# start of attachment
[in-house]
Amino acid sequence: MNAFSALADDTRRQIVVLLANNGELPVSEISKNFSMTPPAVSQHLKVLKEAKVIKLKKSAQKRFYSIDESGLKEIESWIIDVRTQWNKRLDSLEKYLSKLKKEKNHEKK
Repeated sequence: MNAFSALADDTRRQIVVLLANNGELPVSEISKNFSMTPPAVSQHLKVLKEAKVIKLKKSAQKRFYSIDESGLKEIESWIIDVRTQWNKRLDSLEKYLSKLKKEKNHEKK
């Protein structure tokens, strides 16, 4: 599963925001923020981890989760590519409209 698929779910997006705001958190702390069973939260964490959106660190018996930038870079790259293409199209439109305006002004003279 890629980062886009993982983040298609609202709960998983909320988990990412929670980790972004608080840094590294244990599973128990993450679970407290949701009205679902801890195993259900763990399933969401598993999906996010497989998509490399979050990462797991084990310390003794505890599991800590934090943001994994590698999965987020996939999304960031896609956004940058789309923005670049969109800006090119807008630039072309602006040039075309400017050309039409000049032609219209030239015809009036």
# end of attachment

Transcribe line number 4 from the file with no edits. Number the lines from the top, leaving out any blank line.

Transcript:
């Protein structure tokens, strides 16, 4: 599963925001923020981890989760590519409209 698929779910997006705001958190702390069973939260964490959106660190018996930038870079790259293409199209439109305006002004003279 890629980062886009993982983040298609609202709960998983909320988990990412929670980790972004608080840094590294244990599973128990993450679970407290949701009205679902801890195993259900763990399933969401598993999906996010497989998509490399979050990462797991084990310390003794505890599991800590934090943001994994590698999965987020996939999304960031896609956004940058789309923005670049969109800006090119807008630039072309602006040039075309400017050309039409000049032609219209030239015809009036």